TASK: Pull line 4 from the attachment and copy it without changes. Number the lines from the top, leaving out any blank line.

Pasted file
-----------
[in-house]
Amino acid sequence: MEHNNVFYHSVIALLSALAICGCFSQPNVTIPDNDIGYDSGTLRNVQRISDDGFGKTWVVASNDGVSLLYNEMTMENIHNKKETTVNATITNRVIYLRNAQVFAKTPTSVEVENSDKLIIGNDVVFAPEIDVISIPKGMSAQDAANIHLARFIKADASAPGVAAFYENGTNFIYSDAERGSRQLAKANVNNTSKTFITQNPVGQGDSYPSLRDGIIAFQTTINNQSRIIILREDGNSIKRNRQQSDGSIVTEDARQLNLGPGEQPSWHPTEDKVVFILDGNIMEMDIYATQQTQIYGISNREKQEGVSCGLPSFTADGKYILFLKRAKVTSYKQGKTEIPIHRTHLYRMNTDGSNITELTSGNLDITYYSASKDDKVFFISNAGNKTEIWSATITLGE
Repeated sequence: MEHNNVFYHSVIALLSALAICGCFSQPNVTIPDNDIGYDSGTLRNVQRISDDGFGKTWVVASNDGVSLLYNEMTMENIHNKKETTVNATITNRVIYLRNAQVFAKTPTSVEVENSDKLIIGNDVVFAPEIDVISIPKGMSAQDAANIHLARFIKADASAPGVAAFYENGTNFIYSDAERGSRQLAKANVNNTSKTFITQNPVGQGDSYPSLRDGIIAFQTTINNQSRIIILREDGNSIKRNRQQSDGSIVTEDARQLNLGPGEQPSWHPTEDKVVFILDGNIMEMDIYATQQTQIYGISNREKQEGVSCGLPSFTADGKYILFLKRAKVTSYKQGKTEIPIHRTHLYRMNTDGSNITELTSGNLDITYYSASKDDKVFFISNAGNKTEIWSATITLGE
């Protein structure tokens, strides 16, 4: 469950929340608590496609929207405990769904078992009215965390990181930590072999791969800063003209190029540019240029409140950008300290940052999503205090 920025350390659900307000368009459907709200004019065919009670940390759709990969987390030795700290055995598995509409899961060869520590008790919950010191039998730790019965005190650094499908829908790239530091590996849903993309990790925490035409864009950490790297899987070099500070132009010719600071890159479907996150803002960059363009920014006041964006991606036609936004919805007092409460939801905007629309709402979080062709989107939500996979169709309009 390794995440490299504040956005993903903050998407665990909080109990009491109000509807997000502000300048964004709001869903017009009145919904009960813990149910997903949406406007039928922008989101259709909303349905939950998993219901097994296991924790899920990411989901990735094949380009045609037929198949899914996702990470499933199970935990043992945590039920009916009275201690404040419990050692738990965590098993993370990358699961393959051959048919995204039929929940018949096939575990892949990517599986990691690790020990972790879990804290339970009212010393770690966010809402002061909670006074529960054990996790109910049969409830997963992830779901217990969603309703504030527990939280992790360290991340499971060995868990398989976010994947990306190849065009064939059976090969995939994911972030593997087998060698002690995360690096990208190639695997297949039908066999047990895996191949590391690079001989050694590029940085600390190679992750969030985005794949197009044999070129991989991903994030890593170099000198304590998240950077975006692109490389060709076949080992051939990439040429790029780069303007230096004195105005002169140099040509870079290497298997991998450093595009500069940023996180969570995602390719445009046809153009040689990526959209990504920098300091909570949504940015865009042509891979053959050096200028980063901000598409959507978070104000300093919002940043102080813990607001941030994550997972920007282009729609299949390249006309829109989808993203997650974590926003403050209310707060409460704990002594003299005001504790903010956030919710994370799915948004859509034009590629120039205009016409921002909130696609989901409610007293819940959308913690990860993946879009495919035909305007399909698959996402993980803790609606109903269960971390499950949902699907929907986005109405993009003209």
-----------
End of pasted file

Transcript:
């Protein structure tokens, strides 16, 4: 469950929340608590496609929207405990769904078992009215965390990181930590072999791969800063003209190029540019240029409140950008300290940052999503205090 920025350390659900307000368009459907709200004019065919009670940390759709990969987390030795700290055995598995509409899961060869520590008790919950010191039998730790019965005190650094499908829908790239530091590996849903993309990790925490035409864009950490790297899987070099500070132009010719600071890159479907996150803002960059363009920014006041964006991606036609936004919805007092409460939801905007629309709402979080062709989107939500996979169709309009 390794995440490299504040956005993903903050998407665990909080109990009491109000509807997000502000300048964004709001869903017009009145919904009960813990149910997903949406406007039928922008989101259709909303349905939950998993219901097994296991924790899920990411989901990735094949380009045609037929198949899914996702990470499933199970935990043992945590039920009916009275201690404040419990050692738990965590098993993370990358699961393959051959048919995204039929929940018949096939575990892949990517599986990691690790020990972790879990804290339970009212010393770690966010809402002061909670006074529960054990996790109910049969409830997963992830779901217990969603309703504030527990939280992790360290991340499971060995868990398989976010994947990306190849065009064939059976090969995939994911972030593997087998060698002690995360690096990208190639695997297949039908066999047990895996191949590391690079001989050694590029940085600390190679992750969030985005794949197009044999070129991989991903994030890593170099000198304590998240950077975006692109490389060709076949080992051939990439040429790029780069303007230096004195105005002169140099040509870079290497298997991998450093595009500069940023996180969570995602390719445009046809153009040689990526959209990504920098300091909570949504940015865009042509891979053959050096200028980063901000598409959507978070104000300093919002940043102080813990607001941030994550997972920007282009729609299949390249006309829109989808993203997650974590926003403050209310707060409460704990002594003299005001504790903010956030919710994370799915948004859509034009590629120039205009016409921002909130696609989901409610007293819940959308913690990860993946879009495919035909305007399909698959996402993980803790609606109903269960971390499950949902699907929907986005109405993009003209």